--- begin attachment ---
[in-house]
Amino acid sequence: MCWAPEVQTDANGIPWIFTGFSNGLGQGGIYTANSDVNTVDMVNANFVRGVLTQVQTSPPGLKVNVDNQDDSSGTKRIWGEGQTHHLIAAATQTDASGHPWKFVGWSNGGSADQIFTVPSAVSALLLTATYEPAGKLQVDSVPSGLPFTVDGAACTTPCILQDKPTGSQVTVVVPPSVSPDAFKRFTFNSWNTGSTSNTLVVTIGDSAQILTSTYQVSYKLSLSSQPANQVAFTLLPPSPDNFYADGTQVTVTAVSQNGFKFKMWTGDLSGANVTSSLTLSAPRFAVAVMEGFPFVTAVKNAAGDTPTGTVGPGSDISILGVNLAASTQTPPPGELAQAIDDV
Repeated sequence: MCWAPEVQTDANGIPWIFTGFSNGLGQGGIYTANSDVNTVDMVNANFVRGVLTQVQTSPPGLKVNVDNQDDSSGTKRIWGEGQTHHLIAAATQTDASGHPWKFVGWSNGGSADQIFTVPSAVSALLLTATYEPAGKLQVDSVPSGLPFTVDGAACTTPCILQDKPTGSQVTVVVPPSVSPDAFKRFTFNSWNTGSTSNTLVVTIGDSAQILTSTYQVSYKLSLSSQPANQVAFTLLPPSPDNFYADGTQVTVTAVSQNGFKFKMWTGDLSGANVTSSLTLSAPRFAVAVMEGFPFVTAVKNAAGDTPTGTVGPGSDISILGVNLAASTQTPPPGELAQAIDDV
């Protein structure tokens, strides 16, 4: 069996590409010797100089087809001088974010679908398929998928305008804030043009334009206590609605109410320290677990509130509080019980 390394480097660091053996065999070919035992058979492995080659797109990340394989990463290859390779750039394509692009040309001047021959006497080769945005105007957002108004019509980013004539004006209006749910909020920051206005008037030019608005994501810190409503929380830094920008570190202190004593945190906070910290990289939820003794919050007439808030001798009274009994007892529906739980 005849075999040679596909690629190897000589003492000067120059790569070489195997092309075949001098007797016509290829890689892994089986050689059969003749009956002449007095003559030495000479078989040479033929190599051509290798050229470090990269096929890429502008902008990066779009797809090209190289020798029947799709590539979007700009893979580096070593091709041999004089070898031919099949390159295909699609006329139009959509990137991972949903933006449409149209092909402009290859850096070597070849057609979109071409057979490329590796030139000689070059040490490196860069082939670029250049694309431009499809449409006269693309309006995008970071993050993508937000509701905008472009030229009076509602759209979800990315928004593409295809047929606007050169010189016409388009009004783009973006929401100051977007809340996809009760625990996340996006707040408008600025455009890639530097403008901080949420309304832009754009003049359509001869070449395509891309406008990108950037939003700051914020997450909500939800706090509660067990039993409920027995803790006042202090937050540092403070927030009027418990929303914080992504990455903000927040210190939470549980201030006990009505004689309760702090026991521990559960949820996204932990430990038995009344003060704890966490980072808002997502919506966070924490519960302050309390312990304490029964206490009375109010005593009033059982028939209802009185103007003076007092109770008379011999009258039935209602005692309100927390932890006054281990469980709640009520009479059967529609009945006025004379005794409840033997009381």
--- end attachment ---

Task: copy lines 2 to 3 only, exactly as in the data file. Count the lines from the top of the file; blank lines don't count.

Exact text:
Amino acid sequence: MCWAPEVQTDANGIPWIFTGFSNGLGQGGIYTANSDVNTVDMVNANFVRGVLTQVQTSPPGLKVNVDNQDDSSGTKRIWGEGQTHHLIAAATQTDASGHPWKFVGWSNGGSADQIFTVPSAVSALLLTATYEPAGKLQVDSVPSGLPFTVDGAACTTPCILQDKPTGSQVTVVVPPSVSPDAFKRFTFNSWNTGSTSNTLVVTIGDSAQILTSTYQVSYKLSLSSQPANQVAFTLLPPSPDNFYADGTQVTVTAVSQNGFKFKMWTGDLSGANVTSSLTLSAPRFAVAVMEGFPFVTAVKNAAGDTPTGTVGPGSDISILGVNLAASTQTPPPGELAQAIDDV
Repeated sequence: MCWAPEVQTDANGIPWIFTGFSNGLGQGGIYTANSDVNTVDMVNANFVRGVLTQVQTSPPGLKVNVDNQDDSSGTKRIWGEGQTHHLIAAATQTDASGHPWKFVGWSNGGSADQIFTVPSAVSALLLTATYEPAGKLQVDSVPSGLPFTVDGAACTTPCILQDKPTGSQVTVVVPPSVSPDAFKRFTFNSWNTGSTSNTLVVTIGDSAQILTSTYQVSYKLSLSSQPANQVAFTLLPPSPDNFYADGTQVTVTAVSQNGFKFKMWTGDLSGANVTSSLTLSAPRFAVAVMEGFPFVTAVKNAAGDTPTGTVGPGSDISILGVNLAASTQTPPPGELAQAIDDV